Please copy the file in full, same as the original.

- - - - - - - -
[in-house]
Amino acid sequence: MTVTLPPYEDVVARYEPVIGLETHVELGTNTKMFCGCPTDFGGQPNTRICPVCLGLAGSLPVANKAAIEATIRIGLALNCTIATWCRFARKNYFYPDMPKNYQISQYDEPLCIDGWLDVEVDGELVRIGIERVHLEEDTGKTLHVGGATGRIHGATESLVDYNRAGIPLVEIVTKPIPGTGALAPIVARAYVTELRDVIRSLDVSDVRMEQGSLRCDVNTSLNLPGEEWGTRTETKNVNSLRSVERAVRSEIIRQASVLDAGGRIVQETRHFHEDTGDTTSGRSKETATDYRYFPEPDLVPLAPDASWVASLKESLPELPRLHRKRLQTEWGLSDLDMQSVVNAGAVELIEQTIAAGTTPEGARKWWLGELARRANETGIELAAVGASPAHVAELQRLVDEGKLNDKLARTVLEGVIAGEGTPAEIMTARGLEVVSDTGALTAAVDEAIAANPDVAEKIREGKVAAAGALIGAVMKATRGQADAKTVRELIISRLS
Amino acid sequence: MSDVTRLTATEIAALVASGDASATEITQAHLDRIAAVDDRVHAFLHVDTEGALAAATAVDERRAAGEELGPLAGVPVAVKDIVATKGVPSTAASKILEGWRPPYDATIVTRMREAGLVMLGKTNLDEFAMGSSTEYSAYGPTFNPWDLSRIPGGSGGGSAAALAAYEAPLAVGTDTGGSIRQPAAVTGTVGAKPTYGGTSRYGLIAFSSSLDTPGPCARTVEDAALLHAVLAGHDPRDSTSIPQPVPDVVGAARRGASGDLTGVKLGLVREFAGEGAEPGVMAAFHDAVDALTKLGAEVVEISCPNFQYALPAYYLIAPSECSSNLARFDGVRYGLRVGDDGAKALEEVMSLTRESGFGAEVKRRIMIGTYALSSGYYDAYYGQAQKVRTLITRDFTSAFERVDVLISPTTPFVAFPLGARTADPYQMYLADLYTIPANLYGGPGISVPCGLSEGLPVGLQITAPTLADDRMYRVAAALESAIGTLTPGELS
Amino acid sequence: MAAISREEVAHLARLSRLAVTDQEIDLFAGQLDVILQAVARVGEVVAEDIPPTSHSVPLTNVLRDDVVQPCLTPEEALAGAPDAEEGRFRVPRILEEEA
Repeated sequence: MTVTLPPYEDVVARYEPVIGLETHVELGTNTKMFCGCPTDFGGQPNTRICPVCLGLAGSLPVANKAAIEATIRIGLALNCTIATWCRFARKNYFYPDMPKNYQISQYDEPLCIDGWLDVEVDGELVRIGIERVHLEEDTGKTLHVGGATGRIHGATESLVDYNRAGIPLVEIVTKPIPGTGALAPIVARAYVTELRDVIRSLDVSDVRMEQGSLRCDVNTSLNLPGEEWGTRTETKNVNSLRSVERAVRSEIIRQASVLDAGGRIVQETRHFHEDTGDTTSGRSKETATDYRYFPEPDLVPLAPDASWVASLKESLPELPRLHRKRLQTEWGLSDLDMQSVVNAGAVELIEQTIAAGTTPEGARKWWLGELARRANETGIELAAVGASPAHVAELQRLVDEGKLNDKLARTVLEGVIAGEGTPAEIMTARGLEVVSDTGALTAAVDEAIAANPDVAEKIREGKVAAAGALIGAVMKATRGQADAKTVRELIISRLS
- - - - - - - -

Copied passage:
[in-house]
Amino acid sequence: MTVTLPPYEDVVARYEPVIGLETHVELGTNTKMFCGCPTDFGGQPNTRICPVCLGLAGSLPVANKAAIEATIRIGLALNCTIATWCRFARKNYFYPDMPKNYQISQYDEPLCIDGWLDVEVDGELVRIGIERVHLEEDTGKTLHVGGATGRIHGATESLVDYNRAGIPLVEIVTKPIPGTGALAPIVARAYVTELRDVIRSLDVSDVRMEQGSLRCDVNTSLNLPGEEWGTRTETKNVNSLRSVERAVRSEIIRQASVLDAGGRIVQETRHFHEDTGDTTSGRSKETATDYRYFPEPDLVPLAPDASWVASLKESLPELPRLHRKRLQTEWGLSDLDMQSVVNAGAVELIEQTIAAGTTPEGARKWWLGELARRANETGIELAAVGASPAHVAELQRLVDEGKLNDKLARTVLEGVIAGEGTPAEIMTARGLEVVSDTGALTAAVDEAIAANPDVAEKIREGKVAAAGALIGAVMKATRGQADAKTVRELIISRLS
Amino acid sequence: MSDVTRLTATEIAALVASGDASATEITQAHLDRIAAVDDRVHAFLHVDTEGALAAATAVDERRAAGEELGPLAGVPVAVKDIVATKGVPSTAASKILEGWRPPYDATIVTRMREAGLVMLGKTNLDEFAMGSSTEYSAYGPTFNPWDLSRIPGGSGGGSAAALAAYEAPLAVGTDTGGSIRQPAAVTGTVGAKPTYGGTSRYGLIAFSSSLDTPGPCARTVEDAALLHAVLAGHDPRDSTSIPQPVPDVVGAARRGASGDLTGVKLGLVREFAGEGAEPGVMAAFHDAVDALTKLGAEVVEISCPNFQYALPAYYLIAPSECSSNLARFDGVRYGLRVGDDGAKALEEVMSLTRESGFGAEVKRRIMIGTYALSSGYYDAYYGQAQKVRTLITRDFTSAFERVDVLISPTTPFVAFPLGARTADPYQMYLADLYTIPANLYGGPGISVPCGLSEGLPVGLQITAPTLADDRMYRVAAALESAIGTLTPGELS
Amino acid sequence: MAAISREEVAHLARLSRLAVTDQEIDLFAGQLDVILQAVARVGEVVAEDIPPTSHSVPLTNVLRDDVVQPCLTPEEALAGAPDAEEGRFRVPRILEEEA
Repeated sequence: MTVTLPPYEDVVARYEPVIGLETHVELGTNTKMFCGCPTDFGGQPNTRICPVCLGLAGSLPVANKAAIEATIRIGLALNCTIATWCRFARKNYFYPDMPKNYQISQYDEPLCIDGWLDVEVDGELVRIGIERVHLEEDTGKTLHVGGATGRIHGATESLVDYNRAGIPLVEIVTKPIPGTGALAPIVARAYVTELRDVIRSLDVSDVRMEQGSLRCDVNTSLNLPGEEWGTRTETKNVNSLRSVERAVRSEIIRQASVLDAGGRIVQETRHFHEDTGDTTSGRSKETATDYRYFPEPDLVPLAPDASWVASLKESLPELPRLHRKRLQTEWGLSDLDMQSVVNAGAVELIEQTIAAGTTPEGARKWWLGELARRANETGIELAAVGASPAHVAELQRLVDEGKLNDKLARTVLEGVIAGEGTPAEIMTARGLEVVSDTGALTAAVDEAIAANPDVAEKIREGKVAAAGALIGAVMKATRGQADAKTVRELIISRLS